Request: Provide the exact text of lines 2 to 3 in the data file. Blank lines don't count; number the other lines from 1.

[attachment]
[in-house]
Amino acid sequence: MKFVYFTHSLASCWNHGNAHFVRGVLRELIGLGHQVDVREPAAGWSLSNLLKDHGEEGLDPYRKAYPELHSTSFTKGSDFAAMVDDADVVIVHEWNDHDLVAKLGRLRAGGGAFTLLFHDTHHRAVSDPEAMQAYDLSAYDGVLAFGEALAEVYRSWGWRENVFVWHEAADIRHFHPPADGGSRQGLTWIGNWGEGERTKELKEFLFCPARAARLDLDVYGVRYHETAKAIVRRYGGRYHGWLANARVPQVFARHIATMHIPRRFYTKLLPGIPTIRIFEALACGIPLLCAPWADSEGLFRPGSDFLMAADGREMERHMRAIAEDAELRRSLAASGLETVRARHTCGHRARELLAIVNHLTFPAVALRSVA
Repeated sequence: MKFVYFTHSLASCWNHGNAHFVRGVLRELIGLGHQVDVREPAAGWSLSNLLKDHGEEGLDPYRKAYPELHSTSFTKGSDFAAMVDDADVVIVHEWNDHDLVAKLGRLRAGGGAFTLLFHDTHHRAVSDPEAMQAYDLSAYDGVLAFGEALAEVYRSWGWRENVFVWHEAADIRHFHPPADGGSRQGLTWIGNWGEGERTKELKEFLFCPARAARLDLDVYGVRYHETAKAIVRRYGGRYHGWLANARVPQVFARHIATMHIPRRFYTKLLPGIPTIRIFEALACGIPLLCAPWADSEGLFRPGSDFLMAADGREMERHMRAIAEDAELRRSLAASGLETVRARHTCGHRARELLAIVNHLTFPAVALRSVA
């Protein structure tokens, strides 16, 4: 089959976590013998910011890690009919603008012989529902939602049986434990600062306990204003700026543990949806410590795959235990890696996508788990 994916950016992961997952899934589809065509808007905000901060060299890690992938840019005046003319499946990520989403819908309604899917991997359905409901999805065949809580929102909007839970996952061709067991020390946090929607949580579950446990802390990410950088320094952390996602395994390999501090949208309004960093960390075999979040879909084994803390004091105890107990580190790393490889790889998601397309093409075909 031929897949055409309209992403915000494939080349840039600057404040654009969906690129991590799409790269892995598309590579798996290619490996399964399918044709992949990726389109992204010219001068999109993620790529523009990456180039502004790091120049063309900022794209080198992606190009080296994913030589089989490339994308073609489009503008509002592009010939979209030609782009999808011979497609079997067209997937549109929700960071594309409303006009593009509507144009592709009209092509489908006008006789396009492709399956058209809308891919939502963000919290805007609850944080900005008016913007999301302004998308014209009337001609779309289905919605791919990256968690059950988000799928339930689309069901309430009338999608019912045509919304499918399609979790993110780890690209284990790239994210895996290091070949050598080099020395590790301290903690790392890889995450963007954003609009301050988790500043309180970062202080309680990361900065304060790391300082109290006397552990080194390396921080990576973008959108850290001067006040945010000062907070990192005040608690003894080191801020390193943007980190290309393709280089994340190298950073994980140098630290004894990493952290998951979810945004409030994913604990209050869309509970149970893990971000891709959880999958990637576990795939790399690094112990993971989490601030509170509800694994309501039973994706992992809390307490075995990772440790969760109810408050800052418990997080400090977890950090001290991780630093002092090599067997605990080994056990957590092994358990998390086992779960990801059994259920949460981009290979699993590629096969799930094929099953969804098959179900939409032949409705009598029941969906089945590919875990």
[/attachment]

Amino acid sequence: MKFVYFTHSLASCWNHGNAHFVRGVLRELIGLGHQVDVREPAAGWSLSNLLKDHGEEGLDPYRKAYPELHSTSFTKGSDFAAMVDDADVVIVHEWNDHDLVAKLGRLRAGGGAFTLLFHDTHHRAVSDPEAMQAYDLSAYDGVLAFGEALAEVYRSWGWRENVFVWHEAADIRHFHPPADGGSRQGLTWIGNWGEGERTKELKEFLFCPARAARLDLDVYGVRYHETAKAIVRRYGGRYHGWLANARVPQVFARHIATMHIPRRFYTKLLPGIPTIRIFEALACGIPLLCAPWADSEGLFRPGSDFLMAADGREMERHMRAIAEDAELRRSLAASGLETVRARHTCGHRARELLAIVNHLTFPAVALRSVA
Repeated sequence: MKFVYFTHSLASCWNHGNAHFVRGVLRELIGLGHQVDVREPAAGWSLSNLLKDHGEEGLDPYRKAYPELHSTSFTKGSDFAAMVDDADVVIVHEWNDHDLVAKLGRLRAGGGAFTLLFHDTHHRAVSDPEAMQAYDLSAYDGVLAFGEALAEVYRSWGWRENVFVWHEAADIRHFHPPADGGSRQGLTWIGNWGEGERTKELKEFLFCPARAARLDLDVYGVRYHETAKAIVRRYGGRYHGWLANARVPQVFARHIATMHIPRRFYTKLLPGIPTIRIFEALACGIPLLCAPWADSEGLFRPGSDFLMAADGREMERHMRAIAEDAELRRSLAASGLETVRARHTCGHRARELLAIVNHLTFPAVALRSVA